Trucker was under influence of marijuana in fatal Toll Road crash, officials say

A crash on the Indiana Toll Road killed two people on Wednesday, June 1, 2022.
A crash on the Indiana Toll Road killed two people on Wednesday, June 1, 2022.

SOUTH BEND — A “horrific” crash in June when a semitrailer plowed into a line of slowing and stopped cars on the Indiana Toll Road has now resulted in criminal charges against the driver of the truck.

New York native Chasen Thompson, 27, is charged with seven felonies of causing death or serious injury while under the influence of marijuana in connection to the crash, which killed 45-year-old Eric Klein and 82-year-old Jacqueline Luczak.

Five other motorists were hospitalized in the crash that took place in the eastbound lanes of I-80 when construction caused traffic to slow to a crawl. According to court documents and witness accounts, Thompson’s truck didn’t appear to slow down as it ran into a series of five barely moving cars in front of it, causing cars to run off the road and into the median or into the westbound lanes.

"The cars were stopped and the truck was still going highway speeds and ran into the cars, ran through the cars. It’s really upsetting," Tire Rack employee Zach Stewart told The Tribune in June. Stewart saw the crash unfold as he looked out of his office window.

Thompson was arrested right after the incident but was released after a hearing in late July. He was later charged in September with seven counts, one for each person hurt or killed, of causing injury or death while operating a motor vehicle with a controlled substance.

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Charging documents state Thompson told responding officers he was reaching down to adjust the radio and when he looked up, he hit the other cars. Thompson agreed to a blood draw, documents say, which the Indiana Department of Toxicology lab eventually found he was positive for THC.

A spokesman for the St. Joseph County Prosecutor’s Office said the delay in filing formal charges was due to investigators waiting for the toxicology and other reports to be returned.

Thompson was in St. Joseph County for a hearing last week after superior court judge Elizabeth Hurley denied his petition to attend the hearing virtually. Hurley has since allowed Thompson to remain in New York while the case makes its way through court and set a trial date in March.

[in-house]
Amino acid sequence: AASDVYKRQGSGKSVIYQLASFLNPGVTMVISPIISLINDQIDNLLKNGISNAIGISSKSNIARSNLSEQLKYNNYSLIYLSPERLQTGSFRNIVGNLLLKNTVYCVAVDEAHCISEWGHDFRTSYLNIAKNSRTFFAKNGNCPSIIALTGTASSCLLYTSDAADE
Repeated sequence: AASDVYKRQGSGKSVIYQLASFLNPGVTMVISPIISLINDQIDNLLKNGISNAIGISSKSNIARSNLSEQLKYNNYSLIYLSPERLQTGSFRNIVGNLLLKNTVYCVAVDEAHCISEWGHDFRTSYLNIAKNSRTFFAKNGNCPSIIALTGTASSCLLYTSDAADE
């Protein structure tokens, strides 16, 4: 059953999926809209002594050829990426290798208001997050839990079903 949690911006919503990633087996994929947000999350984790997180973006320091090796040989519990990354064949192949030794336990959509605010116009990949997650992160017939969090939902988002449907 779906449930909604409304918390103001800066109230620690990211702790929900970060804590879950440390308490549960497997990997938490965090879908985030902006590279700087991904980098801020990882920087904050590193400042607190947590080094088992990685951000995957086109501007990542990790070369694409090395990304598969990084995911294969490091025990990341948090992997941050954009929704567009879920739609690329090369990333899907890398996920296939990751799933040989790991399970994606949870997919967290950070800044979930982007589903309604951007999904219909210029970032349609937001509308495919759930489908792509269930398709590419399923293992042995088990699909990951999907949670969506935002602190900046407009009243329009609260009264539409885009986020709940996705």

Because the crash occurred on the toll road, emergency crews had some difficulty making it to the scene; however, a trio of South Bend police officers who had been training at the Tire Rack center witnessed the crash and were able to quickly rush on scene.

The officers — Corey Lueth, Brandon Schmidt and Jeff Diggins — helped those injured and tried to calm affected motorists, South Bend Police Chief Scott Ruszkowski said. Lueth also used a fire extinguisher to put out flames that had sprung from one of the vehicles involved.

“They did their due diligence and duty the best they could waiting for help to arrive,” Ruszkowski said. “That was no easy access for fire department and medics to get to that location. And then still having to contend with vehicles coming in the opposite direction made it a little bit worse.  How they did that, I don’t know. I think it’s beyond commendable.”

The officers were awarded a commendation by the Board of Public Safety in August.

In addition to the criminal charges Thompson faces, he is also named as a defendant in a recently-filed lawsuit brought by Dolores Kallas, a motorist who was involved in the crash. Court documents say Kallas suffered a broken pelvis.

“Thompson failed to keep a proper lookout, failed to maintain a safe speed, failed to slow his vehicle and negligently drove into the back of several vehicles … causing a violent collision,” the complaint says.

The trucking company Thompson was driving for, Hilton-Spencerfort Express, is also named as a defendant.

Email Marek Mazurek at Follow him on Twitter: @marek_mazurek

This article originally appeared on South Bend Tribune: Indiana Toll Road crash: Driver was under the influence, officials say